End the “lockdown” nonsense now!
“Fewer than 24 people are catching coronavirus each day in London, new modelling suggests, with forecasts predicting the virus could be wiped out in the capital within a fortnight.
Analysis by Public Health England and Cambridge University calculates that the “R” reproduction rate has fallen to 0.4 in London, with the number of new cases halving every 3.5 days.
If cases continue to decrease at the current rate, the virus will be virtually eliminated in the capital by the end of the month, raising questions about whether the strict lockdown measures would need to continue.” [Daily Telegraph]
…and in places, idiots brainwashed by “lockdown” propaganda have even left traps designed to injure people!
After leaving their traps, they no doubt go home to stand outside their homes, virtue-signalling by clapping like drunken seals “for the NHS”.
Government subsidy for the self-employed
“A government scheme to support self-employed workers signed up 440,000 people on its first day at a cost of £1.3bn, according to the Treasury.
The self-employment income support scheme (SEISS) provides workers whose finances have been hit by the coronavirus pandemic with a cash grant of 80% of their average monthly trading profits up to a cap of £2,500, backdated to cover the last three months.
Launched this week, more than two weeks ahead of schedule, the scheme is expected to support up to 3.5 million of the UK’s 5.2 million self-employed people.” [Guardian]
What strikes me first is how “autres temps autres mœurs“…
In the past decade particularly, we have seen the way in which the Conservative Party governments (aided in 2010-2015 by their LibDem enablers) stigmatized the poor, and particularly the poor who are also unemployed and/or disabled, and living on mostly very modest State benefit monies.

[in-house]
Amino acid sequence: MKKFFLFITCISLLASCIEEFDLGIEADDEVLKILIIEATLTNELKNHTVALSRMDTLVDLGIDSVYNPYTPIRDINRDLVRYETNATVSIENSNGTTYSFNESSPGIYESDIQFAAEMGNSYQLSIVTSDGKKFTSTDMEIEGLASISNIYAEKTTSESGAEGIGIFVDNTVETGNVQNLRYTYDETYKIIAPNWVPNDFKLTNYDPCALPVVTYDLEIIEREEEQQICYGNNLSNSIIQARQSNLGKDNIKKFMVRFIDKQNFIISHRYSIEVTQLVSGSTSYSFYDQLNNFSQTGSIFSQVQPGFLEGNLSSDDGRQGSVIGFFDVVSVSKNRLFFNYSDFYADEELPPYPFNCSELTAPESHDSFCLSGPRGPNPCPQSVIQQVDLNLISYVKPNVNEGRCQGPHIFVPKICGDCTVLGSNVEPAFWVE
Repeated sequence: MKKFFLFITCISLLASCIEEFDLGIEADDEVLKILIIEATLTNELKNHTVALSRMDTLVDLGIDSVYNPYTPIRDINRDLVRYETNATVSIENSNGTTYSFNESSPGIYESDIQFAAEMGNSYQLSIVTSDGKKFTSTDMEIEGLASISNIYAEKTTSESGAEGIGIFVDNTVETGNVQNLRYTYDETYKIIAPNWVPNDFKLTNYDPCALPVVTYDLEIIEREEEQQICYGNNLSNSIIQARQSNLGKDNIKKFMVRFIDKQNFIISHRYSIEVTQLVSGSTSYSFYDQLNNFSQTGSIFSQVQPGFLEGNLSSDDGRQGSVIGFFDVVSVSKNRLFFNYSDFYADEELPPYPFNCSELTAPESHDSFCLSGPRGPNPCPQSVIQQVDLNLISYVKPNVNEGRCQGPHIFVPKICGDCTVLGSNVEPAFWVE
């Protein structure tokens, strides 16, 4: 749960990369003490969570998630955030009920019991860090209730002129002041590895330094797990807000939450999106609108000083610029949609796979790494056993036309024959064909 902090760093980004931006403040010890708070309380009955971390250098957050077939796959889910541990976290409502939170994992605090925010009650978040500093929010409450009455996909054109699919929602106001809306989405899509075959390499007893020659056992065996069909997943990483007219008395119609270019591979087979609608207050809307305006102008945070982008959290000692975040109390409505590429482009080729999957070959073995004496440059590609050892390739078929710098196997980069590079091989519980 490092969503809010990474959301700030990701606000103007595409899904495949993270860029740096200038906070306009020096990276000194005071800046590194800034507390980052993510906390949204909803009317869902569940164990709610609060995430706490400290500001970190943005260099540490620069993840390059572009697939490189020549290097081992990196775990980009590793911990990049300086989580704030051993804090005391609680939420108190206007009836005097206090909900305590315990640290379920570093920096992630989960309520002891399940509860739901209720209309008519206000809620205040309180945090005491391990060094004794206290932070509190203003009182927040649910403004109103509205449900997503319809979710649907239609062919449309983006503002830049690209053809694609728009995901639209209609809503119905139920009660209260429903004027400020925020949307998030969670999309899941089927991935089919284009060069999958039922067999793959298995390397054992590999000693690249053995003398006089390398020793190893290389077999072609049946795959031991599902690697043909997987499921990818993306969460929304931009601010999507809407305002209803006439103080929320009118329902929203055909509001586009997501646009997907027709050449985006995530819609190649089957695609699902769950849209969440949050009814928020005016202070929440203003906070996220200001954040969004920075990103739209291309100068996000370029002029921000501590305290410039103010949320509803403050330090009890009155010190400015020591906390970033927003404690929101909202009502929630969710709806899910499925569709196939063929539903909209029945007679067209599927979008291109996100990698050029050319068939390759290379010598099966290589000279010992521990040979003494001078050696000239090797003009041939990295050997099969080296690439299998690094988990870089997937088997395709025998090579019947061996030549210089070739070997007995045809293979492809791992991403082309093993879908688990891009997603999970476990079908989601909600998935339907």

Many people who are now gratefully in receipt of the “furlough” payments for furloughed employees, and those who are applying for what amounts to the new State benefit for the (supposedly) “self-employed”, will have voted “Conservative” in the past 10 years. Amazing how attitudes change with circumstances…
While the new “benefits” are modest (the maximum claimable is £2,500 per month), they are still more than almost all unemployed and disabled can claim (even if Housing Benefit etc is included in the latter categories’ monies).
It reminds me of the attitudes of the farmers, who like to pretend that they are self-standing independent people running agricultural businesses, yet who “accept” farm subsidies and grants at (under the system as it now is, which may change) around £150 an acre merely for owning or renting land, fundamentally. A farmer with 200 acres (the overall average), will get 200 x £150, so about £30,000 a year. Not huge, but still pretty good for doing effectively nothing (a simplification, but one cannot get into more here)! That sum will be payable whether the farm makes £100,000 profit, £10,000 profit, nothing, or a loss.
The farmers do not see themselves as being “on benefits”, of course! You only have to listen to BBC Radio 4 Farming Today to hear the convoluted arguments and language they and the NFU farmers’ lobby employ to justify their subsidies (“providing a service“, “doing environmental work“, “growing the food the nation/world needs“, “ensuring Britain’s food security” etc…). Anything but “we want the State to pay us for owning land“, though occasionally you do hear “without the farm payments, half the farmers in England will go out of business“. And your point is?… The coal mines, steel works etc used to say the same.
Is it April the First?
There are now so many red flag warnings that Western society has gone mad that it is hard to select from the hundreds, thousands, of examples. What about this?!
Regular readers will know that I have blogged about Little Greta Nut (now 17) previously:
One of the few good things about the Coronavirus situation is that, up until now, it has pushed Greta Nut off the news agenda. Now, those behind her have managed to inveigle her back on, despite her lack of any knowledge or qualification.
“Almost half of UK businesses are within six months of running out of cash, despite the lifeline provided by the government’s furlough scheme, according to the latest official snapshot of how firms are faring.
In its fortnightly survey on the economic impact of Covid-19, the Office for National Statistics found 44% of firms that responded said their reserves would last for less than six months.”
“About 27% said they had cash that would last beyond six months.” [The Guardian]
So only a quarter of UK enterprises have cash reserves sufficient to last them beyond November of this year? Sobering.
“When the government put the economy into lockdown in March a third (33%) of those surveyed said they thought it would take six months or more for the country to bounce back to its pre-crisis state, but that figure has risen to 46%.” [The Guardian]